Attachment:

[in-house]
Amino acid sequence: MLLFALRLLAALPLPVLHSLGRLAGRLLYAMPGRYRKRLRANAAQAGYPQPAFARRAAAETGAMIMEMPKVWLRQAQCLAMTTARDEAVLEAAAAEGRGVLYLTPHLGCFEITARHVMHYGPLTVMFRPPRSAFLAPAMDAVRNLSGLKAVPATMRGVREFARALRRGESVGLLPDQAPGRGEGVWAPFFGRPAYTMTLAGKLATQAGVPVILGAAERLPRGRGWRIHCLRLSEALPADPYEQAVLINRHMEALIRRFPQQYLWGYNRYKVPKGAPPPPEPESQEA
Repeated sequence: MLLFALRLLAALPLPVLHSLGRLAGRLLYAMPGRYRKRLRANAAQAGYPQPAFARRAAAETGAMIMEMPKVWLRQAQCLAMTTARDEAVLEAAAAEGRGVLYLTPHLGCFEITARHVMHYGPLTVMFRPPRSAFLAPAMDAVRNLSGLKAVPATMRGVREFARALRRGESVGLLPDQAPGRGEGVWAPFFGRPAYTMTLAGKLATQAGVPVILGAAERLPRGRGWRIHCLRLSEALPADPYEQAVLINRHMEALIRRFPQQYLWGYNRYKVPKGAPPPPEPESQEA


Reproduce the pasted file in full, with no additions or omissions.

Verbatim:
[in-house]
Amino acid sequence: MLLFALRLLAALPLPVLHSLGRLAGRLLYAMPGRYRKRLRANAAQAGYPQPAFARRAAAETGAMIMEMPKVWLRQAQCLAMTTARDEAVLEAAAAEGRGVLYLTPHLGCFEITARHVMHYGPLTVMFRPPRSAFLAPAMDAVRNLSGLKAVPATMRGVREFARALRRGESVGLLPDQAPGRGEGVWAPFFGRPAYTMTLAGKLATQAGVPVILGAAERLPRGRGWRIHCLRLSEALPADPYEQAVLINRHMEALIRRFPQQYLWGYNRYKVPKGAPPPPEPESQEA
Repeated sequence: MLLFALRLLAALPLPVLHSLGRLAGRLLYAMPGRYRKRLRANAAQAGYPQPAFARRAAAETGAMIMEMPKVWLRQAQCLAMTTARDEAVLEAAAAEGRGVLYLTPHLGCFEITARHVMHYGPLTVMFRPPRSAFLAPAMDAVRNLSGLKAVPATMRGVREFARALRRGESVGLLPDQAPGRGEGVWAPFFGRPAYTMTLAGKLATQAGVPVILGAAERLPRGRGWRIHCLRLSEALPADPYEQAVLINRHMEALIRRFPQQYLWGYNRYKVPKGAPPPPEPESQEA